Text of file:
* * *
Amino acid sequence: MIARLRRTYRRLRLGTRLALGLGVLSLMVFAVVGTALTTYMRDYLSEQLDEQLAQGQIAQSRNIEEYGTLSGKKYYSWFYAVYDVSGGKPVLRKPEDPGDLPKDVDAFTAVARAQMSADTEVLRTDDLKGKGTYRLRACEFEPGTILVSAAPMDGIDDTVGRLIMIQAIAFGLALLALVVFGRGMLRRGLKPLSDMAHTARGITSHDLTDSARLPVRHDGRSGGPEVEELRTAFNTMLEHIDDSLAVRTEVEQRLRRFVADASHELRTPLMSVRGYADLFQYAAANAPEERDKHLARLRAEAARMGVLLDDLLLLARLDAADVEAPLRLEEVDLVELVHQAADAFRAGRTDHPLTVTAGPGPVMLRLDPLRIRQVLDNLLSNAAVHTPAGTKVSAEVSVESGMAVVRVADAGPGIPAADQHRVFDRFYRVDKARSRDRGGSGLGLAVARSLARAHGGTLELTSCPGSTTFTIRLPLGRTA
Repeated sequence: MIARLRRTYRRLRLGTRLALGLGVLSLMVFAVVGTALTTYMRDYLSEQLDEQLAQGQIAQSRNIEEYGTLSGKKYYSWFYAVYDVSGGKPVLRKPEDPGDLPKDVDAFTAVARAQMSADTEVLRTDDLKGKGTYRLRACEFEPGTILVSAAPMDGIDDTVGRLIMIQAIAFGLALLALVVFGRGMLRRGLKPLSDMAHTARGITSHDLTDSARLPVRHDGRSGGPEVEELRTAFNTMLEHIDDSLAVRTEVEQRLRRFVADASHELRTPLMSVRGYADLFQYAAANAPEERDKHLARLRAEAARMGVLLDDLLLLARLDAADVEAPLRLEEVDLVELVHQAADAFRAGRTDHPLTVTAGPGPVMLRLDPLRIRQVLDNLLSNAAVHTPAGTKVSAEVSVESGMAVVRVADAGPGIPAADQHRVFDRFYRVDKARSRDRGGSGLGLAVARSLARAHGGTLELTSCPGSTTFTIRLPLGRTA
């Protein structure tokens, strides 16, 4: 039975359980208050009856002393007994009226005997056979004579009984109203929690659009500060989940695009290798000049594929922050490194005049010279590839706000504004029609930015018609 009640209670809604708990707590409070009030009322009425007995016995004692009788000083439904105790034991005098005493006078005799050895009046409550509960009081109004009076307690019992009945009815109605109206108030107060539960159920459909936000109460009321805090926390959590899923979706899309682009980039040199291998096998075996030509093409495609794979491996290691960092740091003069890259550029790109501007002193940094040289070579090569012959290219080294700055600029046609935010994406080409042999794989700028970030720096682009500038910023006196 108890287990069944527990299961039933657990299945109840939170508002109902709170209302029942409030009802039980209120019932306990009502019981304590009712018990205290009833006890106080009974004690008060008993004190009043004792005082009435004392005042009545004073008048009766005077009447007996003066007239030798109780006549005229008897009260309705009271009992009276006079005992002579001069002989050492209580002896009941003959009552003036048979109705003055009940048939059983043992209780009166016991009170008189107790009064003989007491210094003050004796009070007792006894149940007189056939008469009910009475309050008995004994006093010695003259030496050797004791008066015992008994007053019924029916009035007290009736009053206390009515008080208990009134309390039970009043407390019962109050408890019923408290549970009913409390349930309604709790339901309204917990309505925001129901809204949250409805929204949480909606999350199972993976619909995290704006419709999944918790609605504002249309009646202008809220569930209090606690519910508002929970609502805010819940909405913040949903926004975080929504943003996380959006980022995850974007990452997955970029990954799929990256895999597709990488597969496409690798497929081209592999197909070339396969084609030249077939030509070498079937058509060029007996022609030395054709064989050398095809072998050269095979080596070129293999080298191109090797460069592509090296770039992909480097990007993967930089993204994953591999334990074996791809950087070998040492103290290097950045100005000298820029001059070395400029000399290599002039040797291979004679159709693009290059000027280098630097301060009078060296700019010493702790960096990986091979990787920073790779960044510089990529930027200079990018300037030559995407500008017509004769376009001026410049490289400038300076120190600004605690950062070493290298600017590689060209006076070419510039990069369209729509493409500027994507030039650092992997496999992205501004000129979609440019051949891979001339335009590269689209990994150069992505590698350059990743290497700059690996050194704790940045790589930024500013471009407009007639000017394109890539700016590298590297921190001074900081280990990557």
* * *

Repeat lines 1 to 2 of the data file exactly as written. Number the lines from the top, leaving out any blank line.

Amino acid sequence: MIARLRRTYRRLRLGTRLALGLGVLSLMVFAVVGTALTTYMRDYLSEQLDEQLAQGQIAQSRNIEEYGTLSGKKYYSWFYAVYDVSGGKPVLRKPEDPGDLPKDVDAFTAVARAQMSADTEVLRTDDLKGKGTYRLRACEFEPGTILVSAAPMDGIDDTVGRLIMIQAIAFGLALLALVVFGRGMLRRGLKPLSDMAHTARGITSHDLTDSARLPVRHDGRSGGPEVEELRTAFNTMLEHIDDSLAVRTEVEQRLRRFVADASHELRTPLMSVRGYADLFQYAAANAPEERDKHLARLRAEAARMGVLLDDLLLLARLDAADVEAPLRLEEVDLVELVHQAADAFRAGRTDHPLTVTAGPGPVMLRLDPLRIRQVLDNLLSNAAVHTPAGTKVSAEVSVESGMAVVRVADAGPGIPAADQHRVFDRFYRVDKARSRDRGGSGLGLAVARSLARAHGGTLELTSCPGSTTFTIRLPLGRTA
Repeated sequence: MIARLRRTYRRLRLGTRLALGLGVLSLMVFAVVGTALTTYMRDYLSEQLDEQLAQGQIAQSRNIEEYGTLSGKKYYSWFYAVYDVSGGKPVLRKPEDPGDLPKDVDAFTAVARAQMSADTEVLRTDDLKGKGTYRLRACEFEPGTILVSAAPMDGIDDTVGRLIMIQAIAFGLALLALVVFGRGMLRRGLKPLSDMAHTARGITSHDLTDSARLPVRHDGRSGGPEVEELRTAFNTMLEHIDDSLAVRTEVEQRLRRFVADASHELRTPLMSVRGYADLFQYAAANAPEERDKHLARLRAEAARMGVLLDDLLLLARLDAADVEAPLRLEEVDLVELVHQAADAFRAGRTDHPLTVTAGPGPVMLRLDPLRIRQVLDNLLSNAAVHTPAGTKVSAEVSVESGMAVVRVADAGPGIPAADQHRVFDRFYRVDKARSRDRGGSGLGLAVARSLARAHGGTLELTSCPGSTTFTIRLPLGRTA